Per Tim Kawakami of the San Jose Mercury News, Kerr said: "I couldn't be more excited. It's thrilling, and it's such a great opportunity and there's so many wonderful people involved. It just seems like the perfect situation."
For Kerr, there really was no other choice. His family is based in San Diego, he's a California kid to the core and his daughter is attending Cal on a volleyball scholarship, just minutes away from the Warriors' facility.
There's also the the quality of the actual basketball team.
Golden State has Stephen Curry and Klay Thompson in the backcourt, giving it the deadliest perimeter marksmen in the league. And if there's anything Kerr can respect, it's outside shooting. Toss in Andrew Bogut anchoring an elite defense, David Lee making offensive plays no big man has a right to make and Andre Iguodala doing everything else, and it's blatantly obvious: The Warriors have twice the talent than that of the Knicks.
Also: money. Kerr is set to receive a five-year deal worth $25 million. He'll be the fourth-highest paid coach in the NBA.
Whether Knicks or Warriors, he was going to have a headache to deal with. I'd want to be paid extra for that up front, too!— Marcus Thompson (@ThompsonScribe) May 15, 2014
Curry was a key, though, and he's someone Kerr has been eying for a very long time. As general manager of the Phoenix Suns, he had a draft-day deal in place to nab the Davidson product. But it fell through at the last minute, and Curry wound up with the Dubs.
Kerr spoke to Curry, who openly petitioned for Mark Jackson to keep his job throughout the season, by phone on Wednesday.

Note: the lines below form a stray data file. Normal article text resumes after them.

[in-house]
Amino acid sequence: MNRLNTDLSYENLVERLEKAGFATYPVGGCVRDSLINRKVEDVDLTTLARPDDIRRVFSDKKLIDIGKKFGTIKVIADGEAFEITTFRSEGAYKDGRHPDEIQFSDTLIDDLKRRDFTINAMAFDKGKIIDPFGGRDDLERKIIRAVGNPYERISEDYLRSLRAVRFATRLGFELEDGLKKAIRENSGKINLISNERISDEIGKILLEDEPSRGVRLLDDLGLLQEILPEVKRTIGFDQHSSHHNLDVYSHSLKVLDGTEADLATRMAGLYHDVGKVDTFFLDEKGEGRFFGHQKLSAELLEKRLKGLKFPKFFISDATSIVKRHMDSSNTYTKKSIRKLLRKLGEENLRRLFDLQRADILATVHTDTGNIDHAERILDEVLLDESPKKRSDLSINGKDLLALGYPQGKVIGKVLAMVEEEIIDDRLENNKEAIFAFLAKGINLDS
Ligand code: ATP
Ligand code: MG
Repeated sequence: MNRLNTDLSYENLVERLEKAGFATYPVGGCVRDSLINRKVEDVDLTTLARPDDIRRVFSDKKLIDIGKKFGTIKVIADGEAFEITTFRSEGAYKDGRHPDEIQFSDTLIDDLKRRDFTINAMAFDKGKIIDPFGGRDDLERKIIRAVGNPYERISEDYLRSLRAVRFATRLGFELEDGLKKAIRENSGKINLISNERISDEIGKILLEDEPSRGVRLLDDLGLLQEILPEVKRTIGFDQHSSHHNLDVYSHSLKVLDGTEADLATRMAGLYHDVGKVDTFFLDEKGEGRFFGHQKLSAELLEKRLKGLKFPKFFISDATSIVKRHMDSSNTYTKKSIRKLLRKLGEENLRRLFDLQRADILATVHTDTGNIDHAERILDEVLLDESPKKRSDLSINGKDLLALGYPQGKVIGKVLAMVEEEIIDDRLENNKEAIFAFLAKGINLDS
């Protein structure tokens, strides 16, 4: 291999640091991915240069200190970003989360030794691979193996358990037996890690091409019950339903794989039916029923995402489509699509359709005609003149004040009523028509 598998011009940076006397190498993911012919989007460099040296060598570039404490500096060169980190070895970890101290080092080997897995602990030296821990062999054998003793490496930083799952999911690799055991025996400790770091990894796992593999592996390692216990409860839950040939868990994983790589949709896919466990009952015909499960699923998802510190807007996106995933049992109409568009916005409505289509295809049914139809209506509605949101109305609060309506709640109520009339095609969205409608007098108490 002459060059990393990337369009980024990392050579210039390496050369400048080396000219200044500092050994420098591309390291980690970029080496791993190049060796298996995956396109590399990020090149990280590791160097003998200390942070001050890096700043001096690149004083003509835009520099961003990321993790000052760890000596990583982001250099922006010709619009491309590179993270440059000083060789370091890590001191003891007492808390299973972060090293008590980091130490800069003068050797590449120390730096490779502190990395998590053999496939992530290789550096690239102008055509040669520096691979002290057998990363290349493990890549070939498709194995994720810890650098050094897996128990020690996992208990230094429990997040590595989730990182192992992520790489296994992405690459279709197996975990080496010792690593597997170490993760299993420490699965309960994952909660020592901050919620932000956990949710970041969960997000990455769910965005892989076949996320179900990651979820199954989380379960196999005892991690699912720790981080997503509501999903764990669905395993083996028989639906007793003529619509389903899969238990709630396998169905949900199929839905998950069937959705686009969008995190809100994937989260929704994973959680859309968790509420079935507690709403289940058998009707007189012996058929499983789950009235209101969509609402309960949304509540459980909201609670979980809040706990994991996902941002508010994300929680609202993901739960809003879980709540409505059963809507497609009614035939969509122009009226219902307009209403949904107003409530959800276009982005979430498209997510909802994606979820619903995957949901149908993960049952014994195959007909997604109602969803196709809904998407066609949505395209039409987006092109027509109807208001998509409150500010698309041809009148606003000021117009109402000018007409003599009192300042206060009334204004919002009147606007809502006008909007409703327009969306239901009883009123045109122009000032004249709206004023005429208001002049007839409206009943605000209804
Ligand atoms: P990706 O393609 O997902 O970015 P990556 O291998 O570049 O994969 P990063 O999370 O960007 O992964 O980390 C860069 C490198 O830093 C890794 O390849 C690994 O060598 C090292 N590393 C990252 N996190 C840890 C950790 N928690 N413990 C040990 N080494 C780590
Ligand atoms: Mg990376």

"It was great. We laughed about the draft stuff from a couple years ago. He was very positive and we're planning on getting together soon," Kerr told Kawakami.
Though his official stint with the Dubs was only a few hours old, Kerr also explained to Kawakami that he'd "be crazy to do away with the screen and roll with Steph," indicating he's inclined to keep his biggest star happy with plenty of touches on offense.
It's hard to argue with Kerr's decision. He's inheriting a ready-made team on the brink of contention, has a great relationship with management and has already earned the support of one of Jackson's biggest backers.
We’ll have time to break down Kerr’s offensive plan and defensive strategy, whether he keeps locker room chemistry strong and if he can handle the pressure of a combustible Joe Lacob sitting courtside. But for now, it’s worth noting the Warriors got their man. Again.
All true. The Warriors got their man.
And Kerr got a perfect situation.